Homecoming is imminent for 161 area Army National Guard soldiers who have spent the past nine months in Afghanistan, now that the soldiers have arrived at Fort Bliss, Texas.
The days soldiers spend “decompressing” and readying for a return to family and community is vital to a seamless reintegration to civilian life, military experts say.
Update The unit will fly in to Columbia on May 31, after the soldiers go through extensive demobilization, said Lt. Brock Eastman, public affairs officer for the unit. The soldiers arrived in Texas over the weekend.
At Fort Bliss, the soldiers are going through medical testing and making sure each soldier has legal, financial and employment affairs in order. Federal laws ensure that deployed soldiers retain the civilian jobs they left when they were called to active duty.
“What happens is a reintegration into civilian society,” said Gen. Gene Blackwell, a retired general from York who served in combat in both Vietnam and the first Gulf War.
Blackwell had thousands of soldiers under his command in Iraq in the early 1990s who had to return to “normal lives” after combat, and the Army is even more cognizant now of the stresses that soldiers face when coming home.
In a war zone, the safety of the soldier and all soldiers around him depends on everyone’s following orders. Civilian life is far more give and take – in families, in job settings, in most facets of life.
“This gives the soldier a chance to decompress, to get ready for family, to get used to a more normal pace of life after the extremely hectic pace of war service,” Blackwell said.
Now that soldiers are “back on American soil,” each is able to turn off the constant threat of bullets and bombs that is part of being in the war zone, said Col. John Gossett, a retired officer from Clover who also helped lead hundreds of soldiers in the Gulf War two decades ago.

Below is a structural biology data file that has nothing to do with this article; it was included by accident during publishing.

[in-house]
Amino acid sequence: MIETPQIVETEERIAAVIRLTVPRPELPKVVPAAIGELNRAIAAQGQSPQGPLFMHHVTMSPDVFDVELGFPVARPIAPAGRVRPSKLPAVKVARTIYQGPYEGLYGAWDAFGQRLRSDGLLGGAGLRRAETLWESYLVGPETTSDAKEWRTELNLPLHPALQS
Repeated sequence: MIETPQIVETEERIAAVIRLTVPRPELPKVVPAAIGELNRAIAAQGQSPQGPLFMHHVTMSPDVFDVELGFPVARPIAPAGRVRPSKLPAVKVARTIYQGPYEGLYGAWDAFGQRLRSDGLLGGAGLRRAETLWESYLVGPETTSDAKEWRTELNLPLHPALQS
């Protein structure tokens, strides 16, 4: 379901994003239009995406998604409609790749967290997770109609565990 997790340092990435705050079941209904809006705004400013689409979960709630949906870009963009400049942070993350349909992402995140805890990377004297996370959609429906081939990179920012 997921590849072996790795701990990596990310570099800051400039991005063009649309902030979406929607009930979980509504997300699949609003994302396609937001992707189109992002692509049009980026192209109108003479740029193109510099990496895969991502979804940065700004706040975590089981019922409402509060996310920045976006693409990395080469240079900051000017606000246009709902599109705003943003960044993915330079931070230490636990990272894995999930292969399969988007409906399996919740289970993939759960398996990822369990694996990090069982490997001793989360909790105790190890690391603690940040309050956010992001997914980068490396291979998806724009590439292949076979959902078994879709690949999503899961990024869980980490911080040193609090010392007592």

The 178th had the very dangerous mission of bomb disposal and route clearance. Four soldiers from New York and New Mexico units working with the 178th were killed in action by suicide bombers.
The local soldiers went on 47 missions and covered more than 10,000 miles of roads. They also trained Afghan forces.
“To get back and see all that is American is a great relief, and it takes a few days for these soldiers to take it all in,” Gossett said. “They can eat an American meal, walk around and see American people doing what we take for granted every day. They can relax, mingle, after spending months not being able to relax at all.
“This is a time when these soldiers do not have to carry their weapon, wear an armored vest and helmet. They don’t have to worry about who ‘has their back,’ because America now has their back.”
Regardless of anyone’s perspective on the Afghanistan war, how long U.S. troops have been there and whether the goals of the war were accomplished, there is a general acceptance of the men and women who served as having done their duty and done it well, Gossett and Blackwell said.
“This was a very tough mission and these soldiers performed with great honor and success,” Gossett said.
All 178th soldiers are volunteers who have civilian jobs and lives outside the military, and many are finishing second, third, even fourth tours of deployment.
The unit has young enlisted men under age 20, grandfathers over age 50 and all ages in between. It has more than a dozen women.
“When we came home from Vietnam, times were different and the country was different,” Blackwell said. “There is now a general acceptance of the men and women wearing the uniform as having done their duty in a very difficult situation.”
A formal homecoming will not happen in Rock Hill for several weeks, Blackwell said, but that doesn’t mean the public can’t welcome the soldiers back.
Many groups have already made signs that the unit’s Family Readiness Group will take to the homecoming in Columbia. Students at Finley Road Elementary School have created more than 20 posters. Any person or group can welcome home a soldier – or all of them.
“It never goes out of vogue to tie a yellow ribbon around a tree,” Blackwell said. “Anyone can make a sign or write a letter to The Herald and say to these men and women, ‘Thank you for a job well done, and welcome home.’ ”